This week I did something I usually never do - I stopped into a thrift store on a day and time that I usually never do - on a weekend night. I happened to be running an errand near one of my regularly frequented thrift shops, so I figured I might as well stop in and see what they had to offer. It was busy, as I had thought it would be, but I was surprised to see the shelves pretty well stocked. Check out what I found!
This little cherub vase or planter caught my eye right away. It's definitely Art Nouveau in style (check out the flowing, wavy lines of the base as well as the petals of the yellow flower) and I would guess it to be Edwardian or Victorian era. The bunnies at the bottom are unusual, and made me initially think that this was an Easter piece, but I really don't know. I've seen ones where the planter part is egg-shaped, but this one...I'm not sure. The marking looks to be like two arrows or lines that are imprinted over a letter C...so maybe German?
Well with a little bit more research, it turned out I was able to identify this piece as from the factories of Carl Schneider, Karl Unger, and Hermann Hutschenreuther. Wow! The marking was used between 1879 and 1886 from their factory in Grafenthal, Thuringia, Germany. Cool.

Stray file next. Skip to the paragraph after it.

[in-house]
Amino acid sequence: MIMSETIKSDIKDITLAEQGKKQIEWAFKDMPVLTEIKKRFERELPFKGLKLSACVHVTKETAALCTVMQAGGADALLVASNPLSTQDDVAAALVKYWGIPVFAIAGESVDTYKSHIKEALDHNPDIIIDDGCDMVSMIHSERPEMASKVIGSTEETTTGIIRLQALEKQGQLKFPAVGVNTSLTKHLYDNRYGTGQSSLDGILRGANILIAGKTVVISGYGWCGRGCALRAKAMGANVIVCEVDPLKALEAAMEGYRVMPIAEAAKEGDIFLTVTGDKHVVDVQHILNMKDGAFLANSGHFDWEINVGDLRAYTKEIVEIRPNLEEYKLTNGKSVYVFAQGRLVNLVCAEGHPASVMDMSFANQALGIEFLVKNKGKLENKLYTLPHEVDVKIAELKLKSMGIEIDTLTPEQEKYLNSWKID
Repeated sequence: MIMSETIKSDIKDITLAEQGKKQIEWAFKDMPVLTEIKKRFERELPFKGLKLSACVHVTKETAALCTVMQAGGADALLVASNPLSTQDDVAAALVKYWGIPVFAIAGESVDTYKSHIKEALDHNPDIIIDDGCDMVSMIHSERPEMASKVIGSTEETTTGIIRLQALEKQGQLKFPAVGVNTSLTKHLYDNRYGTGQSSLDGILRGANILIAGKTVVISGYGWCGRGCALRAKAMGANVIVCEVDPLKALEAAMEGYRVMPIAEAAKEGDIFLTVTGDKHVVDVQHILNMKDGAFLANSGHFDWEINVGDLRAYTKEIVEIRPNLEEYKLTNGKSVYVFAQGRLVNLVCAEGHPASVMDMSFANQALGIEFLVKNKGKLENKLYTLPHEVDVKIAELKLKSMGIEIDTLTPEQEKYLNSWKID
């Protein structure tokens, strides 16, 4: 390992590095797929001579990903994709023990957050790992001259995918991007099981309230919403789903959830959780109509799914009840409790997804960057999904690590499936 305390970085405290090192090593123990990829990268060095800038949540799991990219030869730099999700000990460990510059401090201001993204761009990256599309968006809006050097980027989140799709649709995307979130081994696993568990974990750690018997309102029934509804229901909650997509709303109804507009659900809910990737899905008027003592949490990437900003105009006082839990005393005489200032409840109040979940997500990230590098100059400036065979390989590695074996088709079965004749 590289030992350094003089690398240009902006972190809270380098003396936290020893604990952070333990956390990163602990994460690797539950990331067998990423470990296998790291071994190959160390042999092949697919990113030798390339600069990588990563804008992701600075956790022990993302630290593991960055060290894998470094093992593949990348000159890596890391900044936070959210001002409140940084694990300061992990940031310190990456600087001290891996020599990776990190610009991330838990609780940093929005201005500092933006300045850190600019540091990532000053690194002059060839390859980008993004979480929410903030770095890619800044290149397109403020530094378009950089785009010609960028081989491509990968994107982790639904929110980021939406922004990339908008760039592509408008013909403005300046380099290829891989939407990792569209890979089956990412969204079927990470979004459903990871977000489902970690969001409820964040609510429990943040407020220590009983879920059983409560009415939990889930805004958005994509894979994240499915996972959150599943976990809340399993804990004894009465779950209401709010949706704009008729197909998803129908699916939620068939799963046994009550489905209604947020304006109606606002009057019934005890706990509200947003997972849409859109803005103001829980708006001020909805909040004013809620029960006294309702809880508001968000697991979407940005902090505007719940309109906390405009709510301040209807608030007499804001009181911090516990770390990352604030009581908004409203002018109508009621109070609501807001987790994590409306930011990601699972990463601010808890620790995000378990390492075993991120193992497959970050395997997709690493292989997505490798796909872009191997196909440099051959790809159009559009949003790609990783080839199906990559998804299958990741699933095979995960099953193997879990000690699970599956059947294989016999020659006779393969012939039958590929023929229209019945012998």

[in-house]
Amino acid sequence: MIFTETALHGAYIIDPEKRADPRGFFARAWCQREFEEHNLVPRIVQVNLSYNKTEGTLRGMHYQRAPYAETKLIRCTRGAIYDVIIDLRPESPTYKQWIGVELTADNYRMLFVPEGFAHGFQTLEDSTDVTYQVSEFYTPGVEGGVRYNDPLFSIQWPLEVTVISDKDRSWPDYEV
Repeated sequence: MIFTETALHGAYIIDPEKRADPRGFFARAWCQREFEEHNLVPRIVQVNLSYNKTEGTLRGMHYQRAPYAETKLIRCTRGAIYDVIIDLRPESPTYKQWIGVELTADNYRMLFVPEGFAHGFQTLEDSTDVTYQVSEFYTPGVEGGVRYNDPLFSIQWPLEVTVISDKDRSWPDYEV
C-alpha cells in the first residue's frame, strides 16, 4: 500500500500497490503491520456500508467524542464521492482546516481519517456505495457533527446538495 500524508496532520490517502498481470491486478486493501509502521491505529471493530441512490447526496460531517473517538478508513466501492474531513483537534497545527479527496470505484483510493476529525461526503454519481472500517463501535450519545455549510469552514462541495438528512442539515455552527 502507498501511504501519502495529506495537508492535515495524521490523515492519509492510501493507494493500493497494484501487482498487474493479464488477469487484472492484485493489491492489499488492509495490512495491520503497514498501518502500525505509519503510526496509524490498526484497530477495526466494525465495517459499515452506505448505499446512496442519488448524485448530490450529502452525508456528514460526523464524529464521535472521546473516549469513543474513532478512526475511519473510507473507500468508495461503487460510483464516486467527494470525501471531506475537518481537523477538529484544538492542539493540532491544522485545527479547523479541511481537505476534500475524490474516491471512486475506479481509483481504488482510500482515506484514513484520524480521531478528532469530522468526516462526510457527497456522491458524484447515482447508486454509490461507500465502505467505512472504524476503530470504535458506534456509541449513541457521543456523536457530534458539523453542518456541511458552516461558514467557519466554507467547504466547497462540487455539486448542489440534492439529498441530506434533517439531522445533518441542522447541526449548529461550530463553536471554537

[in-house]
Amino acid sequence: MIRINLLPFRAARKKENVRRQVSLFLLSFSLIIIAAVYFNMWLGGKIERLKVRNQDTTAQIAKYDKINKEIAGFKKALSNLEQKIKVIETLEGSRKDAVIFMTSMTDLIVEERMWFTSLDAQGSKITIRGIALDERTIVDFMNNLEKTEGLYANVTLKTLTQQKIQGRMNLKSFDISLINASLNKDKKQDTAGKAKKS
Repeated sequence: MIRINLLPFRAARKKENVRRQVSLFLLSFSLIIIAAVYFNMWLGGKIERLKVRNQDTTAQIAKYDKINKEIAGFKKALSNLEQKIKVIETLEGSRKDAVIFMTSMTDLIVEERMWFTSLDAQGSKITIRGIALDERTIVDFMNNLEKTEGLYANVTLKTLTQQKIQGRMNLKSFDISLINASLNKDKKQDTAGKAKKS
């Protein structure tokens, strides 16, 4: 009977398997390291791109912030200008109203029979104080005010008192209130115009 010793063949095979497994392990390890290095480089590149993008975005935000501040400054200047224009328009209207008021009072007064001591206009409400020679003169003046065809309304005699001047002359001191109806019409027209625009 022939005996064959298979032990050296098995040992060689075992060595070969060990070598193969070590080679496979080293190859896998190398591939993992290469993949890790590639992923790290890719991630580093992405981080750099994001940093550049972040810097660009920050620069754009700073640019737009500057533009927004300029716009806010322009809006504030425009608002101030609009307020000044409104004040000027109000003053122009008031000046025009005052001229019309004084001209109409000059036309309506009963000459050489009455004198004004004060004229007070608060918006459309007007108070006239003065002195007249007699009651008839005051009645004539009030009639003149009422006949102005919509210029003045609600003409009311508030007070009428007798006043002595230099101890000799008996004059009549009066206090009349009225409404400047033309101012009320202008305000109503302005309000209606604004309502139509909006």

The chipped wing probably brings the value down (I paid.98 cents) but it's still an interesting piece. I have a habit of grabbing anything that is Art Nouveau, Art Deco, or Craftsman/Arts & Crafts style, so this one came home with me. If I knew it had no monetary value, I would possibly use it in a mosaic. For now, it will decorate my workshop.
Next I came across this...
I got excited when I found this piece - the colors and pattern on this medium sized English transferware platter caught my attention right away. I love the fruit motif and the design has a great Old World-verging-on-Nouveau feel to it. Now imagine this platter at a summer picnic, filled with lemon squares. Yup!
I love the fruit motif with the traveling vine, and I think they are peaches.
The background design is beautiful too.
This maker's mark is from around 1927.
This face says, I want to be in the middle of things, but at the same time, I want to take a nap!
Of course, I also have to snap a photo of the most questionable things I see at the thrift store. This week it was this poor molded plastic puppy clutching this giant red-orange Victorian boot.
Lesson for the day: I'm not really sure. I guess no matter what day or what time you visit a thrift store, you never know what you are going to find.
Do you have a treasure story to tell?
Please share it with us by leaving a comment below!
Enjoy the rest of your week.